The Internet architecture is fundamentally broken, and IPv6 solves almost nothing. It only delays the inevitable.
This is the somewhat ominous warning sounded by John Day, author of in Patterns in Network Architecture: A Return to Fundamentals and co-designer of both ARPANET and the Internet. To address the problem, he’s founded the Pouzin Society. The name sounds like something out of a Dan Brown novel, and the society’s goal – to fundamentally re-architect the Internet – is probably a bit harder than blowing up the Vatican, but the group is serious about confronting head on what they see as a looming threat to the Internet.
Named after Louis Pouzin, the inventor of datagrams and connectionless networking, the society has garnered quite a bit of interest, even before its first official meeting at FutureNet yesterday. Last night, also at FutureNet, panelists debated Day’s call to switch from the Internet we now know and love to the still-in-research ideas dubbed “Patterns in Network Architecture,” which would incorporate an Inter-Process Communications (IPC) model to eliminate the scaling problems. This is what the Pouzin Society is pushing, but all panelists agreed that even beyond the addressing problems IPv4 is facing, these serious routing scalability issues will crop up sooner or later.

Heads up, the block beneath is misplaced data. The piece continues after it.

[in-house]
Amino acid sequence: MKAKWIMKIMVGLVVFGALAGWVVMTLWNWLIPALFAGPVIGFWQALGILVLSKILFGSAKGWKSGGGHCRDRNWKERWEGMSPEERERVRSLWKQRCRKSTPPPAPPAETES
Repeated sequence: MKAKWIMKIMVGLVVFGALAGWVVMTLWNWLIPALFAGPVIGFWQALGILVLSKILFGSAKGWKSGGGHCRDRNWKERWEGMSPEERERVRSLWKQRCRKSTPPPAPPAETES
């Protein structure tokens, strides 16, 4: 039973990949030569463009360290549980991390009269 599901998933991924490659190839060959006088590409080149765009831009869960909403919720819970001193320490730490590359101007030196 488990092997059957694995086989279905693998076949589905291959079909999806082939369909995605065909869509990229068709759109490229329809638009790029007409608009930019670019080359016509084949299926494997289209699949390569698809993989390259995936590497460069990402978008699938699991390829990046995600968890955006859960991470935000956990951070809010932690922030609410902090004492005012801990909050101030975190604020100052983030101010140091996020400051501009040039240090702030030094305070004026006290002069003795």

I’ll try and get more information about how the society’s first meeting went, but in the meantime, feel free to check out some links below for more thoughts, official and unofficial, on the society.
- Pouzin Society Official Website
- Bill St. Arnaud on Building a better Internet
- Tom Nolle’s Uncommon Wisdom on envisioning a new Internet architecture